So I just wanted to check with you guys if this is a problem normal Samsung S5 might face as well (assuming that I am correct that my current phone isn’t authentic).

Oh the phone was also rooted when I got it if that means anything. So is this a normal issue? Can it be fixed? Or is my phone a dud that I should probably toss out? Sorry, really inexperienced with this type of thing. — Jessica

Solution: Hi Jessica. Before we give you the list of things that you can do to fix the real problem, it is worth mentioning that the random reboot issue is only a symptom. Your first task is to narrow down the possible variables until the cause has been identified. An issue like yours can be due to a hardware malfunction, or a software glitch. To start, try verifying if the issue is at software level.

Boot your S5 in safe mode

Since the phone randomly reboots if you try to turn it on in normal mode, consider restarting it in diagnostic mode, also known as safe mode. While in this mode, your phone will not be running third party apps. If your phone won’t reboot randomly while in this mode, that’s an indication that our hunch is right. To boot in safe mode, please do these steps:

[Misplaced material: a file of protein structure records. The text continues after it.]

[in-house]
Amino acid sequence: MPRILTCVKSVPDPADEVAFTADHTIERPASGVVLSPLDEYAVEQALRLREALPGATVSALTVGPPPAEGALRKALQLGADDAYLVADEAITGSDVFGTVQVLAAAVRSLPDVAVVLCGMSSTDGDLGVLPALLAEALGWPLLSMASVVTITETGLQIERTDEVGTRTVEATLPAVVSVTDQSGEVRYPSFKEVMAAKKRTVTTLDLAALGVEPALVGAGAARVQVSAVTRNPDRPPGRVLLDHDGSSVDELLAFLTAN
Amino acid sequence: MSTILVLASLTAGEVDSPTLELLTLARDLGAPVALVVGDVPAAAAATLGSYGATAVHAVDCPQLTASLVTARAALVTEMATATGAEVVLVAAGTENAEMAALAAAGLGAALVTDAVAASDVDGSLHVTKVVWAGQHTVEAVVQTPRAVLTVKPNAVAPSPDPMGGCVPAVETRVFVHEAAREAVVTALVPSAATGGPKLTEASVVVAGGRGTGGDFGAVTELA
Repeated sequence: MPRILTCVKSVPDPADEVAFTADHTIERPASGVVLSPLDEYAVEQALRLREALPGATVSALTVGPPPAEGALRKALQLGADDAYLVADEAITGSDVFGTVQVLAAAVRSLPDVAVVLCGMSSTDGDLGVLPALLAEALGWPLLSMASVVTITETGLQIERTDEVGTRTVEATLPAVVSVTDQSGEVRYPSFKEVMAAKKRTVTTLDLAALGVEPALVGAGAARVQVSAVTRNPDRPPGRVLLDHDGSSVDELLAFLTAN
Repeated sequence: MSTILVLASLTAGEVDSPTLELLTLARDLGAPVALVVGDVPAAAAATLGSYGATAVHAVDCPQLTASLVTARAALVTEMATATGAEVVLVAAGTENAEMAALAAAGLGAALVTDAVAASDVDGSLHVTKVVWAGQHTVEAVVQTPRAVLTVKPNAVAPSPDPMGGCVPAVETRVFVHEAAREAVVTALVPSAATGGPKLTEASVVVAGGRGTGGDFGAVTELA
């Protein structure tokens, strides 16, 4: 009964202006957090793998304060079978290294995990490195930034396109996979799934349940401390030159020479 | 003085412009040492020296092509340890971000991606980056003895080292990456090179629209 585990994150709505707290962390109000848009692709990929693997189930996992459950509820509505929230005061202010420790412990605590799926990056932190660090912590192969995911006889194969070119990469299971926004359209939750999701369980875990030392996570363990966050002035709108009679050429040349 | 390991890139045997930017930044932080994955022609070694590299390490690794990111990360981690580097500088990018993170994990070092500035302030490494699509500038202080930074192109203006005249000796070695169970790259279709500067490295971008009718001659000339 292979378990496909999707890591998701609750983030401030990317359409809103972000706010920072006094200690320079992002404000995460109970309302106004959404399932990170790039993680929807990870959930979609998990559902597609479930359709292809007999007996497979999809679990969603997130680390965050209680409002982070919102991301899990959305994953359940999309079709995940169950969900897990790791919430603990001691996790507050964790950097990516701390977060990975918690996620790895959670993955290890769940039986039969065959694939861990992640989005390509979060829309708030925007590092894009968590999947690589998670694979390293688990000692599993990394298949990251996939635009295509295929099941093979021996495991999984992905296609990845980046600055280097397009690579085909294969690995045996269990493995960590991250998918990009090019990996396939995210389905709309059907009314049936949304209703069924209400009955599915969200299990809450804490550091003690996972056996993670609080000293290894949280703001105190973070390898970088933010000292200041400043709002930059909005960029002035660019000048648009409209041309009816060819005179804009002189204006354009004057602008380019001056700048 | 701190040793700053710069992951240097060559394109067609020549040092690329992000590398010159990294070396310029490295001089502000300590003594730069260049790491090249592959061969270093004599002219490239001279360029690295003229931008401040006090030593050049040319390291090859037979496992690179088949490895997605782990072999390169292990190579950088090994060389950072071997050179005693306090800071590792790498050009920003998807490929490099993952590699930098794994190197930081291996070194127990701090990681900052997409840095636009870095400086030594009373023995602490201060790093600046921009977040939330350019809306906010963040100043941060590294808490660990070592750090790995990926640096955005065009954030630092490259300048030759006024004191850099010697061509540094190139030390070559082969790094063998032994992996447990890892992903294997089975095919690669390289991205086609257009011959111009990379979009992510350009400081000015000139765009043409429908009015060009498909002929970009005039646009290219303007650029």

• Turn the device off.
  • Press and hold the Power key.
  • When ‘Samsung Galaxy S5′ appears on the screen, release the Power key.
  • Immediately after releasing the Power key, press and hold the Volume down key.
  • Continue to hold the Volume down key until the device finishes restarting.
  • Safe mode will display in the bottom left corner of the screen.
  • Release the Volume down key when you see Safe Mode.

To effectively fix the issue after you’ve discovered that one of your apps is the reason behind the trouble, simply uninstall suspect apps until the issue has been eliminated.

If the problem remains even when in safe mode though, proceed to the next solution.

Wipe the cache partition